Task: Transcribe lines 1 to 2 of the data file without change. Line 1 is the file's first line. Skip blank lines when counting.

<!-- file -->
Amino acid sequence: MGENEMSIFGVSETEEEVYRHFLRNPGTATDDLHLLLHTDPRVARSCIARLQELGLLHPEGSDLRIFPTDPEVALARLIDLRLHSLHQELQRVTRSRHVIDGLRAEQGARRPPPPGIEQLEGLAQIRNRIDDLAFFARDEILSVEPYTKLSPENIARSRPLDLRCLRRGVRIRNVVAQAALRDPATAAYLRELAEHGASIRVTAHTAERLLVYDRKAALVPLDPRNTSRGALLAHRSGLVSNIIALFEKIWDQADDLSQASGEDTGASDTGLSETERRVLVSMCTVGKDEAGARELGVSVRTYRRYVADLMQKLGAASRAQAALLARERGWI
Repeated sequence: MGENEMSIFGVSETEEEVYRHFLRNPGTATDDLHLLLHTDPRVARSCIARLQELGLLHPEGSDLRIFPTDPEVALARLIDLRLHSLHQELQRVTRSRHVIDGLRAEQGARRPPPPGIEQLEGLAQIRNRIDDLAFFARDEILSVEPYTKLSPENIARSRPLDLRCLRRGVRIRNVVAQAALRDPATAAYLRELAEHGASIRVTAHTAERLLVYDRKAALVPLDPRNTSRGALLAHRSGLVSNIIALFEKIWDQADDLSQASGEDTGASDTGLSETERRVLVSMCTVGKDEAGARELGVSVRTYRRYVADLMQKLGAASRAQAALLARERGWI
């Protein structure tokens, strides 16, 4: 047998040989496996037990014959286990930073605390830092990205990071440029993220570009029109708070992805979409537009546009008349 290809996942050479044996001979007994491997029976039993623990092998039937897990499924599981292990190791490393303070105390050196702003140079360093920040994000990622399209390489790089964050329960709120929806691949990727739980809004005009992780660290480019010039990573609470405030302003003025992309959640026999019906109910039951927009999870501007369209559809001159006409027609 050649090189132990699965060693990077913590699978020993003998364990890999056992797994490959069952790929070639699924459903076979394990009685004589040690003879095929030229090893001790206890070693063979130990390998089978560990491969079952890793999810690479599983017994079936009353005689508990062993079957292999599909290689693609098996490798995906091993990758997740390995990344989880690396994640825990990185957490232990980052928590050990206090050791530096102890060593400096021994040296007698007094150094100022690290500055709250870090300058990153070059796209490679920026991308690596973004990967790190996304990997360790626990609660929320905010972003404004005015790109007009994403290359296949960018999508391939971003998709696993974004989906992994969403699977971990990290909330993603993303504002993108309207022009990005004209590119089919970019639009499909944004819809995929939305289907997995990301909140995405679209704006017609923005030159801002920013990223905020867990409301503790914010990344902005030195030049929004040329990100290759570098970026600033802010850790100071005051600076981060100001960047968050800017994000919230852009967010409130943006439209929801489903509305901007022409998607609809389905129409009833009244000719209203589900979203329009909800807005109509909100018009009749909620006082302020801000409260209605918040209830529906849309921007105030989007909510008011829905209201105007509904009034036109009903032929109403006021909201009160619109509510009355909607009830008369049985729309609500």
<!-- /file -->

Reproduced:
Amino acid sequence: MGENEMSIFGVSETEEEVYRHFLRNPGTATDDLHLLLHTDPRVARSCIARLQELGLLHPEGSDLRIFPTDPEVALARLIDLRLHSLHQELQRVTRSRHVIDGLRAEQGARRPPPPGIEQLEGLAQIRNRIDDLAFFARDEILSVEPYTKLSPENIARSRPLDLRCLRRGVRIRNVVAQAALRDPATAAYLRELAEHGASIRVTAHTAERLLVYDRKAALVPLDPRNTSRGALLAHRSGLVSNIIALFEKIWDQADDLSQASGEDTGASDTGLSETERRVLVSMCTVGKDEAGARELGVSVRTYRRYVADLMQKLGAASRAQAALLARERGWI
Repeated sequence: MGENEMSIFGVSETEEEVYRHFLRNPGTATDDLHLLLHTDPRVARSCIARLQELGLLHPEGSDLRIFPTDPEVALARLIDLRLHSLHQELQRVTRSRHVIDGLRAEQGARRPPPPGIEQLEGLAQIRNRIDDLAFFARDEILSVEPYTKLSPENIARSRPLDLRCLRRGVRIRNVVAQAALRDPATAAYLRELAEHGASIRVTAHTAERLLVYDRKAALVPLDPRNTSRGALLAHRSGLVSNIIALFEKIWDQADDLSQASGEDTGASDTGLSETERRVLVSMCTVGKDEAGARELGVSVRTYRRYVADLMQKLGAASRAQAALLARERGWI